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Alberta Children's Hospital Hemodialysis

Allied Health Team

 

A passion for hemodialysis drives this team

Story by Joanne Neilsen

When children have kidneys that aren’t working right, a team of expert renal/hemodialysis registered nurses at Alberta Children’s Hospital (ACH) are ready to help at a moment’s notice.

“We’re a small team of competent, senior RNS with a passion for hemodialysis work,” says Angie Arcuri, clinical nurse educator on Unit 3. “We have a great relationship with physicians, and also work closely with the Paediatric ICU (PICU) team. We respect one another’s skill and experience.”

“Their confidence and expertise means that they are frequently advising the nephrologists regarding the dialysis prescription and how to improve patient care,” says Dr. Andrew Wade, Paediatric Nephrologist and Director of Dialysis. “Every one of them has voluntarily chosen to be part of the program because they wanted an extra challenge above and beyond that offered on a busy paediatrics ward.”

“I can’t imagine working with a smarter, more dedicated group of professionals,” adds Wade.

Unit 3 is a 26-bed unit staffed by RNs and LPN's some whom have specialized renal and hemodialysis (HD) training. They support young patients with chronic kidney disease, complications stemming from other chronic conditions or trauma, acute and end-stage kidney disease, and patients awaiting kidney transplants.

“Kids with chronic renal disease undergo hemodialysis three-to-four times a week, for four-to-six hours at a time,” says Arcuri. “We get to know them well. Some patients start coming to our unit when they are five years old, and continue with us until they are 18.”

“We feel like we are their surrogate moms.”

Pediatric HD Team members must be RNs, and able to work without supervision. While only one HD team member works the night shift, someone is always on call 24/7.

“We are all super-flexible to meet patient needs” explains Arcuri. “We check in with one another and problem solve together to support patients. If we need to collaborate, even late at night, we’ll do a group text to get quick answers and discuss strategies.”

The HD team often work long hours to help patients with intense renal issues who are in acute and end stages of renal failure. The staff scheduler works with HD team members and all unit staff to provide appropriate coverage and ensure everyone is where they need to be, when they need to be there. Other Unit 3 staff members are often called upon to support these needed scheduling adjustments.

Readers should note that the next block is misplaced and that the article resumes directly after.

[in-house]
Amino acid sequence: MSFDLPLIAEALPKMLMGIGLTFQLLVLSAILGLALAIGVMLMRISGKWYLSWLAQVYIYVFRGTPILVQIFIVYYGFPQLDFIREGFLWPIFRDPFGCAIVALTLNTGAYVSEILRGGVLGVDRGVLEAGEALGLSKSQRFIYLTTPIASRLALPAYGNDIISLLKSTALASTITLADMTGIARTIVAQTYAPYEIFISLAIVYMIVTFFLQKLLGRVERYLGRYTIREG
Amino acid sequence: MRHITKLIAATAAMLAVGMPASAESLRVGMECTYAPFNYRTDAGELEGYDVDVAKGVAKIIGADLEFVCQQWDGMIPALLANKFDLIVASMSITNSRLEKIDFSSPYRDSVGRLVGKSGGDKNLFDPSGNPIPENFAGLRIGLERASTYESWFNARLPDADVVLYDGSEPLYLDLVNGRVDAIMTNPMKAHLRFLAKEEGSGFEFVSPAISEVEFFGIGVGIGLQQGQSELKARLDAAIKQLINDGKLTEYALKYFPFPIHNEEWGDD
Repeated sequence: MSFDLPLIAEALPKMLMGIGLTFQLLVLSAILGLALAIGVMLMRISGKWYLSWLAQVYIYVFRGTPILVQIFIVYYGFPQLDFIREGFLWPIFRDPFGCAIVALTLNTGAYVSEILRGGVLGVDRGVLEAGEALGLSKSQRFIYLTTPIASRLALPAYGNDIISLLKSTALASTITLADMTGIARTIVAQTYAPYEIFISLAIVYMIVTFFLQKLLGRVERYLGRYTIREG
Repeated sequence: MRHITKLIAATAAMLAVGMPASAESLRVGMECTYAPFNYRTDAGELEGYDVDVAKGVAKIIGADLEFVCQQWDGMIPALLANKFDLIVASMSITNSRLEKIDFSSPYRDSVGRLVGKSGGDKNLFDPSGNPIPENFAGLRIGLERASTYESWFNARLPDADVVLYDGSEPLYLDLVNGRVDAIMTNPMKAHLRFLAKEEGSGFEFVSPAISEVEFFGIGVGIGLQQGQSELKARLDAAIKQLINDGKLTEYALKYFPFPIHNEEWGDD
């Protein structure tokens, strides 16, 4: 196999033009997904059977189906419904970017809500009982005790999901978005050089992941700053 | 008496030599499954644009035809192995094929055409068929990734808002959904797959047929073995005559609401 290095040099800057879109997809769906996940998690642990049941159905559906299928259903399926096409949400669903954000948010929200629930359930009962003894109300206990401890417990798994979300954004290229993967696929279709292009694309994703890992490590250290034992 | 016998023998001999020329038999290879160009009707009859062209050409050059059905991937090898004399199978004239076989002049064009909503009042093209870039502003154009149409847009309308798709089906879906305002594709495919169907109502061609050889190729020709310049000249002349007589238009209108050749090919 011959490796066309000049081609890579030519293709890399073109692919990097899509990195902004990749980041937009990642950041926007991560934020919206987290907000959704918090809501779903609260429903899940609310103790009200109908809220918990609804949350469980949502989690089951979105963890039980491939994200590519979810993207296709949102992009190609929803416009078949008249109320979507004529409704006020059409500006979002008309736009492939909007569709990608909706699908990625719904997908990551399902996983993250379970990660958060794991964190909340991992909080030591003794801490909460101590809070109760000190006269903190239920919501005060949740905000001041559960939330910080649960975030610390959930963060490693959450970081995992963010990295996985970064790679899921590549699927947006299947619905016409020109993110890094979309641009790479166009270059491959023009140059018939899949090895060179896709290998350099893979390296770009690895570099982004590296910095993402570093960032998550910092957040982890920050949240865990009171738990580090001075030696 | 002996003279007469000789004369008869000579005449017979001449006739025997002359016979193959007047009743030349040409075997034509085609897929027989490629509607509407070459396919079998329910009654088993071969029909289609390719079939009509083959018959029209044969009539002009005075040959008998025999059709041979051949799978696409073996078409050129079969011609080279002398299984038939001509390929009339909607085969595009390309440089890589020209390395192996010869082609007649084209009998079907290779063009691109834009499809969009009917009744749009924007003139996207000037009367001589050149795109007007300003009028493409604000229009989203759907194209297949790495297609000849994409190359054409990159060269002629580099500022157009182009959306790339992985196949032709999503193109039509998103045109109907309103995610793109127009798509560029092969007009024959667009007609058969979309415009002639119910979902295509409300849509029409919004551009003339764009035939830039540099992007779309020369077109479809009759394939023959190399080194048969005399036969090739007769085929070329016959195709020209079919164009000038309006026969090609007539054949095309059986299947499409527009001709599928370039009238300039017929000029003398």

“We manage dialysis on the wards, in the dialysis unit and in the PICU,” says Wade. “It can happen at any time in the day or night, for three hours, or for three months.”

“When kids are sick, they try really hard, and most of them get better. That’s what keeps us passionate about what we do,” adds Arcuri.

Some patients are in PICU and very ill. They may be awaiting a kidney transplant and receiving continuous renal replacement therapy (CRRT).

“Those kids are generally in crisis, and if we can turn them around–we save a life. Recently we were able to help save a small infant we would not have been able to help 15 years ago,” explains Acuri.

Arcuri is clearly proud of her team, and impressed with what they do as a group, and individually.

“We count on one another through good times and sad times,” says Arcuri. “And, do everything we can to help our young patients get the best possible care.”

MEDI Robot

MEDI the robot is an extended member of the HD team. Two-foot tall and childlike, MEDI interacts with patients and their parents, and is programmed to mimic the actions of a child to calm apprehensive patients with small talk and high-fives during procedures–MEDI also tells stories and dances.

“MEDI helps distract the kids while we do medication changes, which can be painful,” says Angie Arcuri, nurse educator on unit 3. “They love when he dances for them!”

ACH has access to the first robots in Canada specifically programmed to help children manage painful or stressful medical procedures.

A study conducted by AHS and the University of Calgary showed children who interacted with the robots reported 50 per cent less pain compared to youngsters who received their vaccination with little or no distraction.